In this article from my free Java 8 Course, I will be discussing the programming tools that I will be using during this course.
Let’s start with something that I’ve discussed before, our Integrated Development Environment or IDE. The three most popular IDEs are Eclipse, IntelliJ IDEA, and Netbeans, in that order. Eclipse is free and open source, so it is very popular, especially among companies. I have been using Eclipse since 2002, but it’s starting to fall behind other major IDEs. I’m using this course as an opportunity to show off IntelliJ IDEA, which is becoming more and more popular. From what I’ve seen, IntelliJ IDEA is much more powerful compared to Eclipse, and unlike Eclipse, doesn’t require additional plugins to allow you to start using it. Also, Eclipse has many bugs that are frustrating to deal with and is infrequently maintained.
Finally, NetBeans is another free IDE that is also popular in corporate software development. It has great autocomplete and autoimport features. These three and many others are all valid choices, and I always feel that each individual should pick the IDE they are comfortable with. In my opinion, a seasoned developer should be at least somewhat familiar with all three. Here are the download links for the three IDES:
Next, let’s talk about the different options for creating Tests. In all the tests I’ve used so far, I’ve used JUnit, which is a testing framework. Frameworks are a set of classes bundled together. JUnit is open source and free, making testing really easy. Most IDEs also have it preinstalled which makes it the most easily available choice.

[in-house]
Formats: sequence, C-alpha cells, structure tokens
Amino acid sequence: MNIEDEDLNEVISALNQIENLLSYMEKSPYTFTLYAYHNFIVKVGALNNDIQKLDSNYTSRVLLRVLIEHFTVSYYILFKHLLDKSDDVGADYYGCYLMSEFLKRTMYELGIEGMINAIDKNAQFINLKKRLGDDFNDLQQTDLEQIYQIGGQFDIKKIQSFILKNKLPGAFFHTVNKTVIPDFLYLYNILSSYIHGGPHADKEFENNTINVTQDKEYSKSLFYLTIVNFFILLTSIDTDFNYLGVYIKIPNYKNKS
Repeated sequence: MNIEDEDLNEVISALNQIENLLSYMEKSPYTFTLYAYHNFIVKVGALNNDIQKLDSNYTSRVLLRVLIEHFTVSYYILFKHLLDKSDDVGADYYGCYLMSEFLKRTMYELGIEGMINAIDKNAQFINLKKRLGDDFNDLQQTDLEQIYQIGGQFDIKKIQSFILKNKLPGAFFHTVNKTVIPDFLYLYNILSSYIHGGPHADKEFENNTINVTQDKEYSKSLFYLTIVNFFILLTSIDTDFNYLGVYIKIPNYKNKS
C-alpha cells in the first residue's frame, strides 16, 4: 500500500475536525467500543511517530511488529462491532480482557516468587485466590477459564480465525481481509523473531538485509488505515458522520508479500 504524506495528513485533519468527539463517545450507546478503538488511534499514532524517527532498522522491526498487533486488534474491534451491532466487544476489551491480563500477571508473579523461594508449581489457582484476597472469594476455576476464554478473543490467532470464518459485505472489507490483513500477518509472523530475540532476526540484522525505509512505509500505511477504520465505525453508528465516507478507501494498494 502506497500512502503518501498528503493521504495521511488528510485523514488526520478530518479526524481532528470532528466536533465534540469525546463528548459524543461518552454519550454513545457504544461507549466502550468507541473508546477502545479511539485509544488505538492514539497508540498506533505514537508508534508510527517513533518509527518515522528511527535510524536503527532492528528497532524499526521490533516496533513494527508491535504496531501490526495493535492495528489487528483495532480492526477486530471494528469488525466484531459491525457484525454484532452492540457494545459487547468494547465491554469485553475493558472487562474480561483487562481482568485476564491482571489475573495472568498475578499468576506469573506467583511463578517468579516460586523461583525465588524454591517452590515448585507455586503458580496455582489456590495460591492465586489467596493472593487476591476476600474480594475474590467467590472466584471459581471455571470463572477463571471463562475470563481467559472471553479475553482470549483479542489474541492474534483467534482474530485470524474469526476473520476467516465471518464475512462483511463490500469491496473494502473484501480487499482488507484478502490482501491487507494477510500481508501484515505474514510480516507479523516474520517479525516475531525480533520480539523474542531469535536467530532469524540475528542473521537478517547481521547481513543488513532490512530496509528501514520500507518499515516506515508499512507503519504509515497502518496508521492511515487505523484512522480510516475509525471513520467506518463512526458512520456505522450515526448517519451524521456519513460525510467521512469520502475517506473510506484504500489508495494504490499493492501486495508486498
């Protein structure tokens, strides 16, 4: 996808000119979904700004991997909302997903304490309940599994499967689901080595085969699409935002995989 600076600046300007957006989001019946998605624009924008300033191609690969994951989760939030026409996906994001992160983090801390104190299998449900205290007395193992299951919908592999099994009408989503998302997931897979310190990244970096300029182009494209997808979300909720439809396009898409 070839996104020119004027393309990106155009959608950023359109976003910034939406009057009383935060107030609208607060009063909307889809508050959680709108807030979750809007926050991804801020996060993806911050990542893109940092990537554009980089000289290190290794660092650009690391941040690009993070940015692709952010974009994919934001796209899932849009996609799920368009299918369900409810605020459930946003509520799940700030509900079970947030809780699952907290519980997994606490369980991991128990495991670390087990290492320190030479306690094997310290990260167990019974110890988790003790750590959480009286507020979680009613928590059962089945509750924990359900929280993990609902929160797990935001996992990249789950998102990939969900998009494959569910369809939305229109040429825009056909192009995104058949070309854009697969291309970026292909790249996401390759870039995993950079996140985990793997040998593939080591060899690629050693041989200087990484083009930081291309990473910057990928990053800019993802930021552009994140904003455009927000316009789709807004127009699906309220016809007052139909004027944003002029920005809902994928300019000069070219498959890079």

Another Testing Framework is TestNG, which is very similar to JUnit. IntelliJ IDEA and Eclipse actually support both testing frameworks, so you can easily try both, but I’m not going to go into more detail about using TestNG, purely out of preference.
Another program I’d like to talk about is Maven. Maven is a build management tool; as the name implies it manages your build. Basically, a build is the process of turning your program into one file. Imagine that your program consists of hundreds of classes that you need to release or send to a client. You don’t want to send each file seperately, so you gather them in a package and turn that package into a single file. Before the original build management tool Unix’s make, this was a manual task requiring various scripts to compile software, but now we have tools like Maven to do it for us! There are other build tools, but for this course I’m using Maven.
I highly recommend that you also read through the documentation on the website to understand how Maven works.
The final thing I’ll talk about in this article is text editors. I’ve mentioned before in the course that you should start learning Java with a text editor. An IDE is great for a seasoned developer; it provides many features that can greatly assist programmers, such as warnings and error highlighting in your code, automatic code completion and tools to help with code refactoring. However, it also acts as a crutch and causes a beginner to avoid actually learning many things that they should at least be aware of while coding. Using a text editor, you can write code, save it, and build your project in the console, which is really all you need if you’re learning Java for the first time.
For Windows, I recommend that you use Textpad. It is very simple to use, yet very powerful. For all other operating systems, use Sublime. Both offer features like code highlighting and advanced search and replace features. Again, I recommend that you use one of these text editors throughout this course as it’ll help you retain more Java and focus on writing high quality code.